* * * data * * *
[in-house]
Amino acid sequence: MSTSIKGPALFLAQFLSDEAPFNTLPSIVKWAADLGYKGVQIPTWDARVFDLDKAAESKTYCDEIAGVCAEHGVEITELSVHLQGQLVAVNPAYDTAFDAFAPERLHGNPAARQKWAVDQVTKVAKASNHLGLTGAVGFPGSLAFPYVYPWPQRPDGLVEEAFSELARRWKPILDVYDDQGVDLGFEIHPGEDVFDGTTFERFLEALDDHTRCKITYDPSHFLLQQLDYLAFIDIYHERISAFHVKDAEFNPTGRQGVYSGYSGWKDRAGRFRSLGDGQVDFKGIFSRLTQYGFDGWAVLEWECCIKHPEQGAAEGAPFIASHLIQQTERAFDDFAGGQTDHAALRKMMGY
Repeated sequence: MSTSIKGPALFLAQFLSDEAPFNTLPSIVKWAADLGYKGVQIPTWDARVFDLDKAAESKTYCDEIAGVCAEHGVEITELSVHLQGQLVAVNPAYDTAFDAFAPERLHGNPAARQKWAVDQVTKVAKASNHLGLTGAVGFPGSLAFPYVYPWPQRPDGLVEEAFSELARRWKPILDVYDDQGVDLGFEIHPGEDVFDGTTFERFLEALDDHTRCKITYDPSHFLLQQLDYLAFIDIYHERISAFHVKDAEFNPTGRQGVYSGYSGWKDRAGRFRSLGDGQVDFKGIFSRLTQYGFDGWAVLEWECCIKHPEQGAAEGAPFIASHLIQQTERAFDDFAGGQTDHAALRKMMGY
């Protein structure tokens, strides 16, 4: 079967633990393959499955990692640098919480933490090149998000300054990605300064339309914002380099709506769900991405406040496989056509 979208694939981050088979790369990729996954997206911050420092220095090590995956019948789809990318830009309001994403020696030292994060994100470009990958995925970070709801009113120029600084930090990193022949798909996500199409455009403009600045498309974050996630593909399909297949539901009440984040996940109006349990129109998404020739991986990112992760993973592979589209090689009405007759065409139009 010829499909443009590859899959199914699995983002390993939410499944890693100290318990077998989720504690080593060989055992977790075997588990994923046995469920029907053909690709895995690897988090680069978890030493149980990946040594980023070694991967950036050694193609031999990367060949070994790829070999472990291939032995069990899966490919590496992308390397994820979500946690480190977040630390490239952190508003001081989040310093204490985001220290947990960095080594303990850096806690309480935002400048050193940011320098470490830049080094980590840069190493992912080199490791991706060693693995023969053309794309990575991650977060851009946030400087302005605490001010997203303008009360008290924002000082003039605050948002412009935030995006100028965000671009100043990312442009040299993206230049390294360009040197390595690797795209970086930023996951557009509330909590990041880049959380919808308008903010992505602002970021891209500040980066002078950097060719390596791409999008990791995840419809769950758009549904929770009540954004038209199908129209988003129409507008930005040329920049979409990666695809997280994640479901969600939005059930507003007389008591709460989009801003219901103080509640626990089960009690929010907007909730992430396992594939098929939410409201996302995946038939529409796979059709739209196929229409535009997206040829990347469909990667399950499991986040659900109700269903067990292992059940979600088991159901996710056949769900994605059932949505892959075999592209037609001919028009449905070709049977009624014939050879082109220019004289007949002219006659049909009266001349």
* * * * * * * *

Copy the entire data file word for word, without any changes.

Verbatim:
[in-house]
Amino acid sequence: MSTSIKGPALFLAQFLSDEAPFNTLPSIVKWAADLGYKGVQIPTWDARVFDLDKAAESKTYCDEIAGVCAEHGVEITELSVHLQGQLVAVNPAYDTAFDAFAPERLHGNPAARQKWAVDQVTKVAKASNHLGLTGAVGFPGSLAFPYVYPWPQRPDGLVEEAFSELARRWKPILDVYDDQGVDLGFEIHPGEDVFDGTTFERFLEALDDHTRCKITYDPSHFLLQQLDYLAFIDIYHERISAFHVKDAEFNPTGRQGVYSGYSGWKDRAGRFRSLGDGQVDFKGIFSRLTQYGFDGWAVLEWECCIKHPEQGAAEGAPFIASHLIQQTERAFDDFAGGQTDHAALRKMMGY
Repeated sequence: MSTSIKGPALFLAQFLSDEAPFNTLPSIVKWAADLGYKGVQIPTWDARVFDLDKAAESKTYCDEIAGVCAEHGVEITELSVHLQGQLVAVNPAYDTAFDAFAPERLHGNPAARQKWAVDQVTKVAKASNHLGLTGAVGFPGSLAFPYVYPWPQRPDGLVEEAFSELARRWKPILDVYDDQGVDLGFEIHPGEDVFDGTTFERFLEALDDHTRCKITYDPSHFLLQQLDYLAFIDIYHERISAFHVKDAEFNPTGRQGVYSGYSGWKDRAGRFRSLGDGQVDFKGIFSRLTQYGFDGWAVLEWECCIKHPEQGAAEGAPFIASHLIQQTERAFDDFAGGQTDHAALRKMMGY
């Protein structure tokens, strides 16, 4: 079967633990393959499955990692640098919480933490090149998000300054990605300064339309914002380099709506769900991405406040496989056509 979208694939981050088979790369990729996954997206911050420092220095090590995956019948789809990318830009309001994403020696030292994060994100470009990958995925970070709801009113120029600084930090990193022949798909996500199409455009403009600045498309974050996630593909399909297949539901009440984040996940109006349990129109998404020739991986990112992760993973592979589209090689009405007759065409139009 010829499909443009590859899959199914699995983002390993939410499944890693100290318990077998989720504690080593060989055992977790075997588990994923046995469920029907053909690709895995690897988090680069978890030493149980990946040594980023070694991967950036050694193609031999990367060949070994790829070999472990291939032995069990899966490919590496992308390397994820979500946690480190977040630390490239952190508003001081989040310093204490985001220290947990960095080594303990850096806690309480935002400048050193940011320098470490830049080094980590840069190493992912080199490791991706060693693995023969053309794309990575991650977060851009946030400087302005605490001010997203303008009360008290924002000082003039605050948002412009935030995006100028965000671009100043990312442009040299993206230049390294360009040197390595690797795209970086930023996951557009509330909590990041880049959380919808308008903010992505602002970021891209500040980066002078950097060719390596791409999008990791995840419809769950758009549904929770009540954004038209199908129209988003129409507008930005040329920049979409990666695809997280994640479901969600939005059930507003007389008591709460989009801003219901103080509640626990089960009690929010907007909730992430396992594939098929939410409201996302995946038939529409796979059709739209196929229409535009997206040829990347469909990667399950499991986040659900109700269903067990292992059940979600088991159901996710056949769900994605059932949505892959075999592209037609001919028009449905070709049977009624014939050879082109220019004289007949002219006659049909009266001349």